Superman has been living quietly in Alabama.
His friends are there: Lois, Jimmy and Perry; Batman, Robin, Batgirl and Captain Marvel Jr. among them. All of them are living, or living again, so to speak, in an exhibition of Superman merchandise and memorabilia in Gadsden's Center for Cultural Arts.They've had quite a few visitors. About 7,500 people have dropped in, some to relive their childhood fantasies, others to make the world's most famous costumed superhero a part of theirs.
"It's been a real popular" exhibit, said Bobby Welch, executive director of the center.
The collection, titled "Superman: Many Lives, Many Worlds," was placed on tour by the Smithsonian Institution in connection with Superman's 50th anniversary in 1988. Many of the items in the exhibit were donated by DC Comics Inc., which publishes Superman comics.
The Gadsden exhibit, which concluded this week, was the last showing in the United States for a while. The traveling supershow now heads to Australia.
"I think this is fabulous," said kindergarten teacher Camelle McNair as she escorted her class through the exhibit.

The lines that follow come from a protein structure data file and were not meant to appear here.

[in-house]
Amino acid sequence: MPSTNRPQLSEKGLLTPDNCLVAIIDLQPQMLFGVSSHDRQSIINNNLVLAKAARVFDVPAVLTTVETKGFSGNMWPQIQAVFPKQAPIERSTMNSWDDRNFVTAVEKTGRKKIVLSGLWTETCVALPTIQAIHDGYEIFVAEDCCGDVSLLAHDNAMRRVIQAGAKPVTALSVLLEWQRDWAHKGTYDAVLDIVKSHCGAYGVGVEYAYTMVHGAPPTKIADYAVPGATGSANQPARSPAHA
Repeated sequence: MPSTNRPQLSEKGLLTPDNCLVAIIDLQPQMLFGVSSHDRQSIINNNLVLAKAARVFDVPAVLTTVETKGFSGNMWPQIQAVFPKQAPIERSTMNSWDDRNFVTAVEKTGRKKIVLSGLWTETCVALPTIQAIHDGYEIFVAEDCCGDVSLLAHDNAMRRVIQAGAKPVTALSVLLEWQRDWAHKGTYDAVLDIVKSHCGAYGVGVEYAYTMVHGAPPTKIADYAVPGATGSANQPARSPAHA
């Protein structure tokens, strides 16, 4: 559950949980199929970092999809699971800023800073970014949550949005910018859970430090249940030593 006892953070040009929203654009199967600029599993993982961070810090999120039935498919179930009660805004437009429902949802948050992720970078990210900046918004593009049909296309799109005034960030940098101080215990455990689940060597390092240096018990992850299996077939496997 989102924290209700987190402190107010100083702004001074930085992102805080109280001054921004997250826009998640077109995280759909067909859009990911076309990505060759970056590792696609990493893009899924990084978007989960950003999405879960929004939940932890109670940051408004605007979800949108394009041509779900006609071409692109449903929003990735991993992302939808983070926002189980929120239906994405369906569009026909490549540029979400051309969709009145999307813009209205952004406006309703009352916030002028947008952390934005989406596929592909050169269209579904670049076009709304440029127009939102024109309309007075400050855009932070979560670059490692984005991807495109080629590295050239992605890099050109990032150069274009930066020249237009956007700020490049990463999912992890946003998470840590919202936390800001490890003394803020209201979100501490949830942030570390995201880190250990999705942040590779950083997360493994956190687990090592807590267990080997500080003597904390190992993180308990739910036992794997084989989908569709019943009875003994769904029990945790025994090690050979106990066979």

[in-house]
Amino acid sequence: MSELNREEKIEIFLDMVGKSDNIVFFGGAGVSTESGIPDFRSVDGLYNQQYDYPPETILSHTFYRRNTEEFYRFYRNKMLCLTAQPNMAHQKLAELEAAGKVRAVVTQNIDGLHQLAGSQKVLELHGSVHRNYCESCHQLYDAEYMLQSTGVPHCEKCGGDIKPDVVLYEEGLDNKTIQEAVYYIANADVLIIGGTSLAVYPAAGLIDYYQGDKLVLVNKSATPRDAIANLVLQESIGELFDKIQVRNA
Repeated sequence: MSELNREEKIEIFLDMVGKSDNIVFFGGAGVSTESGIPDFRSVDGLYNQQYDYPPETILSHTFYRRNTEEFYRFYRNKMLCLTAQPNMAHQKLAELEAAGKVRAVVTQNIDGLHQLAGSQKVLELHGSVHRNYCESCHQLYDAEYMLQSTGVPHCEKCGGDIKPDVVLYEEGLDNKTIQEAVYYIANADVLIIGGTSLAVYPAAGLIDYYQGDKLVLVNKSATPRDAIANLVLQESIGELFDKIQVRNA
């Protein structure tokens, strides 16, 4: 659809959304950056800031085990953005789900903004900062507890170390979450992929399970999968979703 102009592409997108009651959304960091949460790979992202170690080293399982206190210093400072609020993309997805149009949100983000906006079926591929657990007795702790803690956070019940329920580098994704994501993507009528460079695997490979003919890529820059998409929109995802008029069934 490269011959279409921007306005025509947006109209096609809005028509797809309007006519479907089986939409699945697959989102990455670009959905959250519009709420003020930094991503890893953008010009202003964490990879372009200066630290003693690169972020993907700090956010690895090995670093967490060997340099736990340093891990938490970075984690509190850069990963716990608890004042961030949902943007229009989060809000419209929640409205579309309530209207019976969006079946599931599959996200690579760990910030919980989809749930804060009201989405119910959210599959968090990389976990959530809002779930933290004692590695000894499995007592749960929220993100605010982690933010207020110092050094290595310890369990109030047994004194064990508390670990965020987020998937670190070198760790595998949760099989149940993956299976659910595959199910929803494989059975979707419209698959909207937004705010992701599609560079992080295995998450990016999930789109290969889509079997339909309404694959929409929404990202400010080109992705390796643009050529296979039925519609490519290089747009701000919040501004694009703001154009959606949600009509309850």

Among the collection of rare Superman items, the kids saw copies of "Superman" and "Action Comics" many times their age, including "Action" issue No. 1, the Man of Steel's first appearance, and "Superman" No. 1. The first issue of Action, of which only nine or so exist, would cost more than $30,000 today. It cost 10 cents in 1938.
In all, the collection is worth more than $1 million. The scope of the collection, which features more than 100 items, makes it clear how much the Kryptonian Colossus has become a part of the American cultural psyche.
Besides Superman comics, visitors to the exhibit can see movie posters from the Superman films of the 1940s and 1950s that starred Kirk Alyn and George Reeves and the later, big-budget Christopher Reeve films; public service posters and flyers with Superman promoting reading and libraries, U.S. savings sonds and stamps, Scouting and UNICEF.
Original artwork by classic Superman illustrators include a 1945 page by Joe Shuster who, with Jerry Siegel, created the Man of Steel in 1933 - five years before anyone would agree to publish him.